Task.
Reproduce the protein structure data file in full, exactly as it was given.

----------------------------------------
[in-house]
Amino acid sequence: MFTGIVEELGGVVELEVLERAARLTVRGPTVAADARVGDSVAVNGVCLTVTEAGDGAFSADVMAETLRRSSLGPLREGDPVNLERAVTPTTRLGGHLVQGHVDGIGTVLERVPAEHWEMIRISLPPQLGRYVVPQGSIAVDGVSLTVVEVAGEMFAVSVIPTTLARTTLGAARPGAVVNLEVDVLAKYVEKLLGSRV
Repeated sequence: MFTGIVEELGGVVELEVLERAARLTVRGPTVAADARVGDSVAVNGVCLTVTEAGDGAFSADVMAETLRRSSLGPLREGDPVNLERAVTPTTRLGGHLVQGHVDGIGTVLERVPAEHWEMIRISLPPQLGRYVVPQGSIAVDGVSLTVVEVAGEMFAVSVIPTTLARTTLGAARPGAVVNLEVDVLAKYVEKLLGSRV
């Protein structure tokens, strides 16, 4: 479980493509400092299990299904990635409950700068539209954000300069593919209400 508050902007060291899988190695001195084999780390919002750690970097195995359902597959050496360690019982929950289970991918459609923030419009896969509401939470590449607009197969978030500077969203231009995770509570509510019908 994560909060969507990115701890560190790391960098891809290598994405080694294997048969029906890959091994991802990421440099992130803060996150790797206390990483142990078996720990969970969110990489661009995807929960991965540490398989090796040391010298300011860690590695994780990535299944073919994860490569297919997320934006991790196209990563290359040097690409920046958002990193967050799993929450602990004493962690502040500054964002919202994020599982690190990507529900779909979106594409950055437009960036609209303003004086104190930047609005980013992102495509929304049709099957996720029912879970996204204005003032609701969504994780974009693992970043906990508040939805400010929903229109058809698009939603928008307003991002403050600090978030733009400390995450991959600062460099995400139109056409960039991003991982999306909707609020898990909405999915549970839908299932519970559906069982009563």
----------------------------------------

[in-house]
Amino acid sequence: MFTGIVEELGGVVELEVLERAARLTVRGPTVAADARVGDSVAVNGVCLTVTEAGDGAFSADVMAETLRRSSLGPLREGDPVNLERAVTPTTRLGGHLVQGHVDGIGTVLERVPAEHWEMIRISLPPQLGRYVVPQGSIAVDGVSLTVVEVAGEMFAVSVIPTTLARTTLGAARPGAVVNLEVDVLAKYVEKLLGSRV
Repeated sequence: MFTGIVEELGGVVELEVLERAARLTVRGPTVAADARVGDSVAVNGVCLTVTEAGDGAFSADVMAETLRRSSLGPLREGDPVNLERAVTPTTRLGGHLVQGHVDGIGTVLERVPAEHWEMIRISLPPQLGRYVVPQGSIAVDGVSLTVVEVAGEMFAVSVIPTTLARTTLGAARPGAVVNLEVDVLAKYVEKLLGSRV
């Protein structure tokens, strides 16, 4: 479980493509400092299990299904990635409950700068539209954000300069593919209400 508050902007060291899988190695001195084999780390919002750690970097195995359902597959050496360690019982929950289970991918459609923030419009896969509401939470590449607009197969978030500077969203231009995770509570509510019908 994560909060969507990115701890560190790391960098891809290598994405080694294997048969029906890959091994991802990421440099992130803060996150790797206390990483142990078996720990969970969110990489661009995807929960991965540490398989090796040391010298300011860690590695994780990535299944073919994860490569297919997320934006991790196209990563290359040097690409920046958002990193967050799993929450602990004493962690502040500054964002919202994020599982690190990507529900779909979106594409950055437009960036609209303003004086104190930047609005980013992102495509929304049709099957996720029912879970996204204005003032609701969504994780974009693992970043906990508040939805400010929903229109058809698009939603928008307003991002403050600090978030733009400390995450991959600062460099995400139109056409960039991003991982999306909707609020898990909405999915549970839908299932519970559906069982009563």